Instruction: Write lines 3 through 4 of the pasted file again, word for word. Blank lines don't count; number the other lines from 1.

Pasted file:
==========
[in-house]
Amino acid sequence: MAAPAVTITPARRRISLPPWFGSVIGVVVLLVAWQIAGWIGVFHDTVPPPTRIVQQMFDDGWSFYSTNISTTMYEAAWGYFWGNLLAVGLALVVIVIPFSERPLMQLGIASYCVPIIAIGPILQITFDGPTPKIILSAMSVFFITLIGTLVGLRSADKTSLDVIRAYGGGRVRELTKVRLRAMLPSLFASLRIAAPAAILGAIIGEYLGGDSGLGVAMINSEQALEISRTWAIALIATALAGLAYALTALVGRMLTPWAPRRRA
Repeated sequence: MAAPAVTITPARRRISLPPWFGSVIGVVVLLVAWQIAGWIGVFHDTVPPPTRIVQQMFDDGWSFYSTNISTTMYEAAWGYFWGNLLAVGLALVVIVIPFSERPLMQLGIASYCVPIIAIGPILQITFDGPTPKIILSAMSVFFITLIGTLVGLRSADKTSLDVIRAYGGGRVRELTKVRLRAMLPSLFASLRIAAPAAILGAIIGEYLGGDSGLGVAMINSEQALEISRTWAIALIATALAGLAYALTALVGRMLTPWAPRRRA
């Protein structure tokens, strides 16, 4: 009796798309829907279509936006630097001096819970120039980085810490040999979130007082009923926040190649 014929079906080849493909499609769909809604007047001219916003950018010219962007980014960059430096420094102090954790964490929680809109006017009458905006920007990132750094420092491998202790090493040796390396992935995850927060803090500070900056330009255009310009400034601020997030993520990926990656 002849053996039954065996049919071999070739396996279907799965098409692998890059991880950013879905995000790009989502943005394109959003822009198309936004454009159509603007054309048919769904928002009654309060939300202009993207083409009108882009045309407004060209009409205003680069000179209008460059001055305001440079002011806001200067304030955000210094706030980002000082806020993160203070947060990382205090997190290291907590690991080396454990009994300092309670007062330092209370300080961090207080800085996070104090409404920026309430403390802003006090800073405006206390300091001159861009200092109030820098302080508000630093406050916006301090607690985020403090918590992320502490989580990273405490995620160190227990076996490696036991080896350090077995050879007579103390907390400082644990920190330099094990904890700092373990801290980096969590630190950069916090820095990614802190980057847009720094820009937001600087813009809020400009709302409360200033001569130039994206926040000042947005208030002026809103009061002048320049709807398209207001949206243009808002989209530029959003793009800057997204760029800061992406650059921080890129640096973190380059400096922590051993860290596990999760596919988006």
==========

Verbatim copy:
Repeated sequence: MAAPAVTITPARRRISLPPWFGSVIGVVVLLVAWQIAGWIGVFHDTVPPPTRIVQQMFDDGWSFYSTNISTTMYEAAWGYFWGNLLAVGLALVVIVIPFSERPLMQLGIASYCVPIIAIGPILQITFDGPTPKIILSAMSVFFITLIGTLVGLRSADKTSLDVIRAYGGGRVRELTKVRLRAMLPSLFASLRIAAPAAILGAIIGEYLGGDSGLGVAMINSEQALEISRTWAIALIATALAGLAYALTALVGRMLTPWAPRRRA
């Protein structure tokens, strides 16, 4: 009796798309829907279509936006630097001096819970120039980085810490040999979130007082009923926040190649 014929079906080849493909499609769909809604007047001219916003950018010219962007980014960059430096420094102090954790964490929680809109006017009458905006920007990132750094420092491998202790090493040796390396992935995850927060803090500070900056330009255009310009400034601020997030993520990926990656 002849053996039954065996049919071999070739396996279907799965098409692998890059991880950013879905995000790009989502943005394109959003822009198309936004454009159509603007054309048919769904928002009654309060939300202009993207083409009108882009045309407004060209009409205003680069000179209008460059001055305001440079002011806001200067304030955000210094706030980002000082806020993160203070947060990382205090997190290291907590690991080396454990009994300092309670007062330092209370300080961090207080800085996070104090409404920026309430403390802003006090800073405006206390300091001159861009200092109030820098302080508000630093406050916006301090607690985020403090918590992320502490989580990273405490995620160190227990076996490696036991080896350090077995050879007579103390907390400082644990920190330099094990904890700092373990801290980096969590630190950069916090820095990614802190980057847009720094820009937001600087813009809020400009709302409360200033001569130039994206926040000042947005208030002026809103009061002048320049709807398209207001949206243009808002989209530029959003793009800057997204760029800061992406650059921080890129640096973190380059400096922590051993860290596990999760596919988006």